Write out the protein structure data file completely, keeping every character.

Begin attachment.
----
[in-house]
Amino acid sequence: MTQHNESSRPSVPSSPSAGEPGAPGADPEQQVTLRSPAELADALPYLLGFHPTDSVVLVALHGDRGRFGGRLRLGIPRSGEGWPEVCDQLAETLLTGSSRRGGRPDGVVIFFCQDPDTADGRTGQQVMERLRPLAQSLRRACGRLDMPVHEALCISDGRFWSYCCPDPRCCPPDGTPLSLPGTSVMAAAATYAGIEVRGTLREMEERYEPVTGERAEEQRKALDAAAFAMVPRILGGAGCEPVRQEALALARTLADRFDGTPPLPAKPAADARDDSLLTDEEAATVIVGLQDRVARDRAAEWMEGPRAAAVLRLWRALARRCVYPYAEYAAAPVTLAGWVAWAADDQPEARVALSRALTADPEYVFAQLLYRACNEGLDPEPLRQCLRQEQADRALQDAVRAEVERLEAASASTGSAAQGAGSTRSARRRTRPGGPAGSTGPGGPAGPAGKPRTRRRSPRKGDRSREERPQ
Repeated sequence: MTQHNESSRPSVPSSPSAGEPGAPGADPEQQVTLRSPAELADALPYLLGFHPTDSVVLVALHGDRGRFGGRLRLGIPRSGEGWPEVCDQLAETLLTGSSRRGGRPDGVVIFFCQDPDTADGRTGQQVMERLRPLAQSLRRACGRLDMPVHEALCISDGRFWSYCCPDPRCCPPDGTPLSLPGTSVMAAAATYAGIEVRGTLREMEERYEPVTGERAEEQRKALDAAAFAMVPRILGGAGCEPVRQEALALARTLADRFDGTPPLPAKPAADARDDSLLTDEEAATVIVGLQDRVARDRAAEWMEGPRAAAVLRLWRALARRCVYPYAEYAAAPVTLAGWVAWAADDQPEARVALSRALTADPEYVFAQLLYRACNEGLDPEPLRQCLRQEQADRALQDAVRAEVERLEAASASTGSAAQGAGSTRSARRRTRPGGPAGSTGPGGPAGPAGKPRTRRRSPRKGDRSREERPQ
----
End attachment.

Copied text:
[in-house]
Amino acid sequence: MTQHNESSRPSVPSSPSAGEPGAPGADPEQQVTLRSPAELADALPYLLGFHPTDSVVLVALHGDRGRFGGRLRLGIPRSGEGWPEVCDQLAETLLTGSSRRGGRPDGVVIFFCQDPDTADGRTGQQVMERLRPLAQSLRRACGRLDMPVHEALCISDGRFWSYCCPDPRCCPPDGTPLSLPGTSVMAAAATYAGIEVRGTLREMEERYEPVTGERAEEQRKALDAAAFAMVPRILGGAGCEPVRQEALALARTLADRFDGTPPLPAKPAADARDDSLLTDEEAATVIVGLQDRVARDRAAEWMEGPRAAAVLRLWRALARRCVYPYAEYAAAPVTLAGWVAWAADDQPEARVALSRALTADPEYVFAQLLYRACNEGLDPEPLRQCLRQEQADRALQDAVRAEVERLEAASASTGSAAQGAGSTRSARRRTRPGGPAGSTGPGGPAGPAGKPRTRRRSPRKGDRSREERPQ
Repeated sequence: MTQHNESSRPSVPSSPSAGEPGAPGADPEQQVTLRSPAELADALPYLLGFHPTDSVVLVALHGDRGRFGGRLRLGIPRSGEGWPEVCDQLAETLLTGSSRRGGRPDGVVIFFCQDPDTADGRTGQQVMERLRPLAQSLRRACGRLDMPVHEALCISDGRFWSYCCPDPRCCPPDGTPLSLPGTSVMAAAATYAGIEVRGTLREMEERYEPVTGERAEEQRKALDAAAFAMVPRILGGAGCEPVRQEALALARTLADRFDGTPPLPAKPAADARDDSLLTDEEAATVIVGLQDRVARDRAAEWMEGPRAAAVLRLWRALARRCVYPYAEYAAAPVTLAGWVAWAADDQPEARVALSRALTADPEYVFAQLLYRACNEGLDPEPLRQCLRQEQADRALQDAVRAEVERLEAASASTGSAAQGAGSTRSARRRTRPGGPAGSTGPGGPAGPAGKPRTRRRSPRKGDRSREERPQ